Friday, August 14, 2009

We can prevent tragedies from postpartum illness - Update

From the Houston Chronicle:

Every new mother is expected to feel joyous at the birth of a new child. After all, the creation of life is supposed to be the height of a mother's life experience. But if you're a mother living with postpartum mental illness, that's not always the case.

The recent reports of Otty Sanchez, the San Antonio mother diagnosed with postpartum psychosis prior to killing her baby, are troubling and tragic. Concern about this situation resonates with people in communities throughout our area because of Andrea Yates and her children, who experienced a similar tragedy.

Although the cases of Andrea Yates and Otty Sanchez are both extreme instances of postpartum psychosis, a serious mental illness that only occurs in about one in 1,000 mothers, the illness has once again become a topic of discussion, as well as a source of misunderstanding, in Houston, the U.S. and around the world.

Watching in shock and disbelief as the details of this recent tragedy unfold makes us all wonder how could this happen? Perhaps more importantly, we can ask ourselves, what can we do as individuals and as a community to prevent such tragedies?

Through years of research, we have been able to identify the risk factors associated with postpartum mental illnesses along with their most recognizable symptoms. Early identification of postpartum illnesses can lead to early treatment. In most cases, with treatment, mothers are able to fully recover. Postpartum mental illnesses are identifiable, treatable and in most cases, preventable. With education, we can all learn to identify the symptoms of postpartum mental illnesses, guide mothers to treatment and recovery and simultaneously protect their children.

Postpartum psychosis should not be confused with the much more common postpartum depression. Some of the symptoms of postpartum depression include: sadness and crying, problems sleeping, not wanting to hold or touch the baby (not enjoying the baby), feeling extremely tired or having changes in eating patterns.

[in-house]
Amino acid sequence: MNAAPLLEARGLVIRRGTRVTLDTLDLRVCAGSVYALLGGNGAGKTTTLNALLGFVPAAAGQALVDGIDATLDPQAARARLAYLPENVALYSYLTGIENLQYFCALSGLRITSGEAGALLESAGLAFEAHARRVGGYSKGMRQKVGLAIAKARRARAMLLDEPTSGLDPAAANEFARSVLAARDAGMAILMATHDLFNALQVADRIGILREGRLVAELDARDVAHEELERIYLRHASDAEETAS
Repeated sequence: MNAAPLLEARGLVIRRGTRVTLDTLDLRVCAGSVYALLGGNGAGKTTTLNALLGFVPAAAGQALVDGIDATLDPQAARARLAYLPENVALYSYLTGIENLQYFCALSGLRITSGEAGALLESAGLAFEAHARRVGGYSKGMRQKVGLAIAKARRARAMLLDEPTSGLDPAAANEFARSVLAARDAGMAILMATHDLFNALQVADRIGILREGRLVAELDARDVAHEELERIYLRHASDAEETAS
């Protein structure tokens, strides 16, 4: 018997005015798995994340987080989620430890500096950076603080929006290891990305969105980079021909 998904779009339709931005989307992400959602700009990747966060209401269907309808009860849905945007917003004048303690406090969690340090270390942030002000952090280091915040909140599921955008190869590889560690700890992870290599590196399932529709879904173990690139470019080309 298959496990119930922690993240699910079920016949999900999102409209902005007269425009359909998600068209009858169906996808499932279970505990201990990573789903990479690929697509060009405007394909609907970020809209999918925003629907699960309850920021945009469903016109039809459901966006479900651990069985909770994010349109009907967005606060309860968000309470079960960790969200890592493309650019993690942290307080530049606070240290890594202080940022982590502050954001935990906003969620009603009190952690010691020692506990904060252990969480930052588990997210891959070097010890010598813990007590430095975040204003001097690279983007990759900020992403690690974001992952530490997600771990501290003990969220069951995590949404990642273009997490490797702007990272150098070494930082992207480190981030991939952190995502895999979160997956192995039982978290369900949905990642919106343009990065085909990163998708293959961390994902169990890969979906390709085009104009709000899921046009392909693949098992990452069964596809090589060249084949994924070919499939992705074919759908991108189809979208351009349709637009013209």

On the other hand, some general symptoms of postpartum psychosis include: hearing voices, seeing things, shutting down or withdrawing from others, confused or disorganized thoughts and having thoughts about hurting herself or her baby.

While both postpartum depression and postpartum psychosis require the care and treatment of a mental health or health care professional, postpartum psychosis should be treated as an emergency and a medical professional should be contacted immediately. A mother diagnosed with postpartum psychosis usually requires hospitalization until she is in stable condition. Hospitalization is required to protect the mother and child. A mother who has postpartum psychosis should never be left alone with her child.

When a mother has postpartum psychosis, it is important that people take the signs seriously and understand that help means connecting with a health care professional quickly.

Building awareness and education about postpartum mental illnesses are steps that we have already begun in our community. Since the Yates case, Houston has created ways to reach out to mothers, families and health care professionals about postpartum mental illnesses.

With the foresight of Yates' attorney, George Parnham, Mental Health America of Greater Houston created the Yates Children Memorial Fund in 2002 to support educational efforts for health care professionals and the public about postpartum mental illnesses. Mental Health America of Greater Houston continues its work today by increasing awareness about postpartum mental illnesses and creating educational materials such as brochures and posters that are distributed to hospitals, clinics, social service agencies and others who come in contact with mothers. Free trainings on postpartum mental illnesses for health care professionals are also provided by local experts.

Screening for postpartum depression is another area of prevention where we focus our attention. As an organization we also advocate for postpartum depression screenings at health care visits. Health care professionals can quickly and easily screen mothers for postpartum depression at well-woman and well-child visits. Screening is an affordable, efficient and effective means of identifying mothers who may be suffering from postpartum depression. Legislative support for screening, education and treatment for postpartum mental illnesses is also crucial to community efforts.

No one wants to see a baby or a small child die at the hands of his/her own mother. Rather than denying the reality of postpartum mental illnesses, we must work together to ensure that a tragedy like this never happens again.

Schwartz is president and CEO of Mental Health America of Greater Houston, the area's oldest mental health education and advocacy organization.

update: Baby Blues Explained to Moms

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